Someone also needs to explain to them about the Barnett Formula: any increases in expenditure in England will trigger corresponding increases in the block grants for Scotland, Wales and Northern Ireland, ensuring that the differential of higher per-capita spending in those countries compared with England is maintained. No measures to reform that inequitous system were announced yesterday, I note!

The government’s avoidance of this particular consideration is wrapped up in its evasiveness about whether or not it is planning to cut or increase expenditure overall across the UK. The terms in which the current argument between the government and the opposition on that issue is framed studiously avoid the really contentious questions about favouritism towards some UK nations at the expense of others: will increases in expenditure on health, education and policing in England have to be funded by decreases in areas where the government’s responsibilities are genuinely UK-wide (such as defence, benefits or tax credits) and therefore affect the other UK nations? Or will they be funded by savage cuts to the budget in other areas of England-only expenditure, such as transport and environmental protection? And, as a result, will expenditure in England as a whole be rising or falling, with consequent, politically contentious rises or falls in the devolved nations? Better not to raise such awkward questions and pretend we’re talking about a homogeneous UK and a single UK budget pot.

That’s one of the reasons why Brown’s speech made not one reference to ‘England’, or indeed to any of the other UK nations, yesterday. The other main factor behind the suppression of the ‘E’ word relates to the more general concern about the legitimacy, or lack of it, of the government and Parliament as a government and Parliament for England. Though it would be more accurate and honest to do so, if Brown, Cameron and Co. suddenly started explicitly stating when they were referring to England only, or a combination of England and one or more of the other UK nations (assuming they even know themselves in every instance), then many more people would have the same startling revelation as some of the BBC staff appeared to experience yesterday: ‘how come they’re discussing these things only in relation to England?’ Then they might start asking the consequential questions about the legitimacy of MPs (and PMs) not elected in England debating and legislating in areas that concern England only, and about how public expenditure is apportioned unfairly across the UK.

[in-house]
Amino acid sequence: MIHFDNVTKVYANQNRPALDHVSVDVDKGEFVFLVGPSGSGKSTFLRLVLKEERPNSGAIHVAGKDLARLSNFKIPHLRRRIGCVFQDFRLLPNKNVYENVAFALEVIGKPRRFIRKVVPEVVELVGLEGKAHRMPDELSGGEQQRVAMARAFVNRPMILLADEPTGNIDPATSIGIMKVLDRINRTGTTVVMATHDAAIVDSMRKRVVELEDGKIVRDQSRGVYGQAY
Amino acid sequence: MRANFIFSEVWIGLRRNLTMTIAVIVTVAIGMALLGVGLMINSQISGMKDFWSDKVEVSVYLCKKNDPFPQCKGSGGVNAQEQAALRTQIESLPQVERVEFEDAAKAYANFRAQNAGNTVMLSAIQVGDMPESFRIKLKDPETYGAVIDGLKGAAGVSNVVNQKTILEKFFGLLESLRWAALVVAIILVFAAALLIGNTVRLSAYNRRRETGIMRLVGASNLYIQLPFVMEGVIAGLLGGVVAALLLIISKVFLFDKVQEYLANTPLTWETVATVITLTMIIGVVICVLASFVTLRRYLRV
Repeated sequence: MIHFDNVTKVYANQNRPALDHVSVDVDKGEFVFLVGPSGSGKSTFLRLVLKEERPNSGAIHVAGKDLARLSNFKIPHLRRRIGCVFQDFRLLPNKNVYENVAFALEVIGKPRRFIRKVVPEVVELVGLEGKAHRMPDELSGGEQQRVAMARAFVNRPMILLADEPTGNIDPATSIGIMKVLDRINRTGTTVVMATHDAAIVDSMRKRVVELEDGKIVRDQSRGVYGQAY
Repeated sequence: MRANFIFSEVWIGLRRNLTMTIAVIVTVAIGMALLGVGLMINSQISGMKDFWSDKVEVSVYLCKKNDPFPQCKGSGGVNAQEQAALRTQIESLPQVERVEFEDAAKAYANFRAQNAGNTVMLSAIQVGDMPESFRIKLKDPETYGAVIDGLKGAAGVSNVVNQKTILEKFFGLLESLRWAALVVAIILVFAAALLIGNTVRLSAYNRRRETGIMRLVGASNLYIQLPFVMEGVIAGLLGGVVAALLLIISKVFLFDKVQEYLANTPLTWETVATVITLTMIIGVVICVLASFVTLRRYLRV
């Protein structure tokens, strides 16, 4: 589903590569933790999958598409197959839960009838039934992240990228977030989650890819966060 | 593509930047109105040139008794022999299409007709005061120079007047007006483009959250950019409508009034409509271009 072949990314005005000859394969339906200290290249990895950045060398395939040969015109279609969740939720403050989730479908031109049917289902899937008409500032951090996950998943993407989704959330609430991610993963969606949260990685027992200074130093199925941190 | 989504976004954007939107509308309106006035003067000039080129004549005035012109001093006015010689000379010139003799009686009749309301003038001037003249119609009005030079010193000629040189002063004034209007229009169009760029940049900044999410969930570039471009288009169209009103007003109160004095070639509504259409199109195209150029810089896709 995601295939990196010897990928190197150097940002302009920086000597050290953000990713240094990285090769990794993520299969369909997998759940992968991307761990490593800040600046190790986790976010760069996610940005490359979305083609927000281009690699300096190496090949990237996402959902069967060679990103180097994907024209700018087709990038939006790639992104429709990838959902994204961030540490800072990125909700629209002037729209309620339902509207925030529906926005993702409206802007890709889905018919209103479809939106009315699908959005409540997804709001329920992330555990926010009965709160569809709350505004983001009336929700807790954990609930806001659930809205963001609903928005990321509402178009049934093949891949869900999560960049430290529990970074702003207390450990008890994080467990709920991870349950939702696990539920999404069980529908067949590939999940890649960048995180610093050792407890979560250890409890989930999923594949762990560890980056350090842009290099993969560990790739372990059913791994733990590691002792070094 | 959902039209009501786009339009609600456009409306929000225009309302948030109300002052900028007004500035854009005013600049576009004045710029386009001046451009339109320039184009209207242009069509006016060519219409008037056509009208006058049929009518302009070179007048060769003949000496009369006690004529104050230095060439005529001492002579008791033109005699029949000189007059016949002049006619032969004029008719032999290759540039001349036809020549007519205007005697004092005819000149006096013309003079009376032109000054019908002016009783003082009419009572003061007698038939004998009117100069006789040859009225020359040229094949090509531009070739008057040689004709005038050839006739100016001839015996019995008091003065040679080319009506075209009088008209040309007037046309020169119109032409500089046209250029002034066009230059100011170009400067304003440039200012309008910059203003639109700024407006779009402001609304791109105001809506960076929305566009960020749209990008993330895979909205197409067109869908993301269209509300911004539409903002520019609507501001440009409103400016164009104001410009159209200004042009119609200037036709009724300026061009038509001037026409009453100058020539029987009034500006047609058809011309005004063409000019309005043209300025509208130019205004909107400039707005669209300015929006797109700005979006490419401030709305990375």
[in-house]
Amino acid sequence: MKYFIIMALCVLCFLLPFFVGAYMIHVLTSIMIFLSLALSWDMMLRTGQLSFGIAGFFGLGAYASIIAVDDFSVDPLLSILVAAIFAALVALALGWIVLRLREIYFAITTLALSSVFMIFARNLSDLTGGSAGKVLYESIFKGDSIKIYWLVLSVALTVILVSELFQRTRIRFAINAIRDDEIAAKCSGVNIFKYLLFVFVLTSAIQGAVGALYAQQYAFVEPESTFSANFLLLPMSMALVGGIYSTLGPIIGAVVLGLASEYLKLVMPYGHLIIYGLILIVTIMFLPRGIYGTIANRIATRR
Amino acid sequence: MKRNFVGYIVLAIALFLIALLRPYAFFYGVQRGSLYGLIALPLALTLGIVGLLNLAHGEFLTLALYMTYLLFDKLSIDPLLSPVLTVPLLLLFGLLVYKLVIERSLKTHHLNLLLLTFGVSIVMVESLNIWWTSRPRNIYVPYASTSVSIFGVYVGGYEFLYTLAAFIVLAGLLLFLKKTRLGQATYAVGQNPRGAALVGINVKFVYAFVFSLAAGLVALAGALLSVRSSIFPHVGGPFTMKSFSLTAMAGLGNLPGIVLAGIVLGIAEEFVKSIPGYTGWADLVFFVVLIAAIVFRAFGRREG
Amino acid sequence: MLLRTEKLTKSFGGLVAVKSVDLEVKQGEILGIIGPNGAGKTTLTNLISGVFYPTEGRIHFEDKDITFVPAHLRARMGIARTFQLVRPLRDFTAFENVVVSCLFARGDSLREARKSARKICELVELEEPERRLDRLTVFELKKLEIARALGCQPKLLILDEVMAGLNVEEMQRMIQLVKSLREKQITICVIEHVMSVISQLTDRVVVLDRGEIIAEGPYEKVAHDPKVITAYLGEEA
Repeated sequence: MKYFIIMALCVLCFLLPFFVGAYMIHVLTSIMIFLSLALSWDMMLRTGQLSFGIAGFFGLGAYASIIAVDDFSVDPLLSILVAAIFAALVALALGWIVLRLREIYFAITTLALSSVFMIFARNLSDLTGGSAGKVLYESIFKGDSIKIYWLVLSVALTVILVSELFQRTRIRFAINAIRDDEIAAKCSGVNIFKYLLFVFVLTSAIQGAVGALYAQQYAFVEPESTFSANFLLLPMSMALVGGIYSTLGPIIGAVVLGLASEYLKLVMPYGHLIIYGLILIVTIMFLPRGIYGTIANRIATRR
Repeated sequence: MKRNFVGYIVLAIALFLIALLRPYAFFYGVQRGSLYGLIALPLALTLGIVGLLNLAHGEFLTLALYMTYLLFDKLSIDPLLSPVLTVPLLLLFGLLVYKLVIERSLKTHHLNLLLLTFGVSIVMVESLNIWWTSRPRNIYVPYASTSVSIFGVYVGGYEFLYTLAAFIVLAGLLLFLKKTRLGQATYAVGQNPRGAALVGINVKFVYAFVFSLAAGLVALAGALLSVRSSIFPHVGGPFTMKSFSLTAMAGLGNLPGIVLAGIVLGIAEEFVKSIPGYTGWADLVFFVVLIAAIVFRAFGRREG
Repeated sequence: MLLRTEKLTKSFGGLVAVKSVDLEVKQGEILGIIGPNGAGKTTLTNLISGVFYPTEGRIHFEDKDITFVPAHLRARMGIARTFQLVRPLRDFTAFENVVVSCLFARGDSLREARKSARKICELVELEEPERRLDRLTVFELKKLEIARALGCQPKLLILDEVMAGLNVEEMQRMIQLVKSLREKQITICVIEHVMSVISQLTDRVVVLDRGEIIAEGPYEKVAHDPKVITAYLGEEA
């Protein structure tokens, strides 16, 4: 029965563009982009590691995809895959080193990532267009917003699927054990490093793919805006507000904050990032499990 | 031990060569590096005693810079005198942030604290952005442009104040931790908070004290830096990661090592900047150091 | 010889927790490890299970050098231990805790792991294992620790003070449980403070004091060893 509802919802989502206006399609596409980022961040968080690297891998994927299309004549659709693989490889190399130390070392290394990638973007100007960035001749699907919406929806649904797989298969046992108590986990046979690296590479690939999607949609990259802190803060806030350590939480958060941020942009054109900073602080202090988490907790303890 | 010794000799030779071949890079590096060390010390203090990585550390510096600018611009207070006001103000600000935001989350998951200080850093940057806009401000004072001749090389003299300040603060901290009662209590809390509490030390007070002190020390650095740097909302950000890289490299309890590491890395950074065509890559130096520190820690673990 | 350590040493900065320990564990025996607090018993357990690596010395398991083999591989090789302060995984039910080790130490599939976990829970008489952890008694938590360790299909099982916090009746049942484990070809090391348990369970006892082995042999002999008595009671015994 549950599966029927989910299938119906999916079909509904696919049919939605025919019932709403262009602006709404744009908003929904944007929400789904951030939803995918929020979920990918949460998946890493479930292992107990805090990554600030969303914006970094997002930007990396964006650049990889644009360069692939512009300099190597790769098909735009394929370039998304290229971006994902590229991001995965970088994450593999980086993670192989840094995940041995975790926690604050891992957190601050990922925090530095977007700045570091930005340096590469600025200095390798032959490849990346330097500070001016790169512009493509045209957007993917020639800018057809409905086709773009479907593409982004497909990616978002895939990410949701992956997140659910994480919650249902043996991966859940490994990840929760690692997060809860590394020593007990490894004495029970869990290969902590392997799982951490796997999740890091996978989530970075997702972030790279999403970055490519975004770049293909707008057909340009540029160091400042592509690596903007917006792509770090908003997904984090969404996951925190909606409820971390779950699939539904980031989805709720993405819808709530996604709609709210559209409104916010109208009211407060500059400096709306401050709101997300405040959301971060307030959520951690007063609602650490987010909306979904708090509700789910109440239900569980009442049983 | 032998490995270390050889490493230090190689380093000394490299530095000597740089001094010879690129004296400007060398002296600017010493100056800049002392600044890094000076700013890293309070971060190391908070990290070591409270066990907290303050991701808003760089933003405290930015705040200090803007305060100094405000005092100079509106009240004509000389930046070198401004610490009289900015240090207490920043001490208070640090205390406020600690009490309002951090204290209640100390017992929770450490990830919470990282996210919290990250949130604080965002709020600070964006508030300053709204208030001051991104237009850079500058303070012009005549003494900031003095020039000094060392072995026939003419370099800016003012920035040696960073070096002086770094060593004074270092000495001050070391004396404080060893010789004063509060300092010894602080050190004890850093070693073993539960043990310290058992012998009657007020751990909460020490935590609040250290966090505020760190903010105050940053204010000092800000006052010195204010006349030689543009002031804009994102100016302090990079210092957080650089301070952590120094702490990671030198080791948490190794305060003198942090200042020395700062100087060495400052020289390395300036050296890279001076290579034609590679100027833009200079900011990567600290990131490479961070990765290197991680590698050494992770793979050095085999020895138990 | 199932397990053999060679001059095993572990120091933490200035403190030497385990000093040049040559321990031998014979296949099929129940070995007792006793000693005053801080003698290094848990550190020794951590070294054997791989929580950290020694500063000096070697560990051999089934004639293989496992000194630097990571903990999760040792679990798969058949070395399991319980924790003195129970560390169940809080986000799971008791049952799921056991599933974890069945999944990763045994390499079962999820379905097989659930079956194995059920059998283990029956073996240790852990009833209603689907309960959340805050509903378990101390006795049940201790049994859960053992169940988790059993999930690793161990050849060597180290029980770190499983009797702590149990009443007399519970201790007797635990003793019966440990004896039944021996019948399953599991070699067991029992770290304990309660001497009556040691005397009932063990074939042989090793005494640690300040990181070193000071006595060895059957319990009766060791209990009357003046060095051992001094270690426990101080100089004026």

Anyway, here’s Brown’s speech and my square-bracketed attempt to ‘de-britologise’ it – to unpick which country / -ies Brown is actually talking about when he says ‘Britain’:

Mr Speaker, in the last year we have taken action to prevent a collapse of banks, protect homeowners against recession and maintain vital investments in public services at the time people need them most. Now as we seek to move our economy out of recession we are setting out the steps we are proposing to support growth and jobs in the economy.

In the last two recessions, tens of thousands of young people were written off to become a generation lost to work – a mistake this government will not repeat.